seemed unnecessarily high (it’s only 363 metres, in fact) considering that I had an adequate view of
Pen-y-ghent from the knoll to its east. Actually, I don’t think this is the best view of Pen-y-ghent.
From here it appears as a rather distant, rounded hump, without the cliffs seen from other viewpoints.
Pot Scar, with Ingleborough in the distance, from Feizor Thwaite
Pen-y-ghent and Fountains Fell from the knoll near Smearsett Scar
Looking from the knoll in the opposite direction, to the south, I could see on the horizon the dark
outline of the enigmatic so-called Celtic Wall. I walked to it. It is a solid wall, over a metre
thick and not much higher, but it is only twenty metres long. As far as I’m aware, the age and
function of this wall is not known, a circumstance that seems to bother some people. It doesn’t
bother me much – there are many other things I’d prefer to know the reason for. For example, why someone
took a crow-bar to the Norber Erratics, but I mustn’t start on that again.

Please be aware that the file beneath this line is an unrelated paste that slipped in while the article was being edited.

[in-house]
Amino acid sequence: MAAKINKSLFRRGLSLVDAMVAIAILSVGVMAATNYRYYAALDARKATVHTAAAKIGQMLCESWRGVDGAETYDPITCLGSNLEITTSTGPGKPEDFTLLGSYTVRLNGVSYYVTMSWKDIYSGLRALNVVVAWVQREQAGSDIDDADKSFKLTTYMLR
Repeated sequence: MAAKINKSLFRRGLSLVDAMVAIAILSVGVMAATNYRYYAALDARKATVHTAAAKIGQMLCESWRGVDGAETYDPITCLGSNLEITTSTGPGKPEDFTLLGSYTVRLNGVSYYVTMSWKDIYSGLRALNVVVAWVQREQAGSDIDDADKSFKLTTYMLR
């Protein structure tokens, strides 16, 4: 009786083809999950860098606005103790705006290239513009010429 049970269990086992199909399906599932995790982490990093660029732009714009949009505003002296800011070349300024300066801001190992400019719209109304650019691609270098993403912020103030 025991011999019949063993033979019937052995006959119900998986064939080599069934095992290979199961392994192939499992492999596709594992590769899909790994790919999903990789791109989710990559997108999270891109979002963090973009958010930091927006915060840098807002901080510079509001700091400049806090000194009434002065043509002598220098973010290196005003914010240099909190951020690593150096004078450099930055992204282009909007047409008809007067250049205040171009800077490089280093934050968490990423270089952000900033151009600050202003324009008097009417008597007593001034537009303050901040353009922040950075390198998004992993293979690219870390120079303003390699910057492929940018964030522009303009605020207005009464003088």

Left: The Celtic Wall;  Right:
Dead Man's Cave.
I continued south and came upon Dead Man’s Cave. I wasn’t really looking for it. Searching for caves
marked on the map is often a futile exercise, for me. I wandered a little way into the cave. There
was no body there.
Further on I came to the edge of Giggleswick Scar and walked along its rim to Settle. The
scar itself is rather less impressive from the rim than it is from below but it was a good path and
there were fine views over
to the Bowland hills, softened a little by the hazy moisture in the air. Pendle, for example, was
just a light grey outline. The path skirted the huge crater of Giggleswick Quarry, which closed a
dozen years ago. I understand that the old quarry has been bought to develop into an ‘industrial
facility’ but I could see no sign of such activity within the crater.
I returned on the Settle omnibus, with the sun setting over Morecambe Bay and lending a diffuse
orange glow to the gathering valley mists.
Date: January 4th 2022
Start: SD745691, Clapham  (Maps: OL2, OL41)
Route: (linear) N, E on Thwaite Lane, NE – Norber Brow – S across Norber Sike, E, SE, NE –
Silloth House – E, S on Wood Lane, E on Hale Lane – Feizor – SE, NE over Feizor Thwaite – near Smearsett
Scar – S past Dead Man’s Cave, SE, S – Giggleswick Scar – E, SE – Settle
Distance: 9 miles;   Ascent: 75 metres
© John Self, Drakkar Press, 2018-
Top photo: The western Howgills from Dillicar;
Bottom photo: Blencathra from Great Mell Fell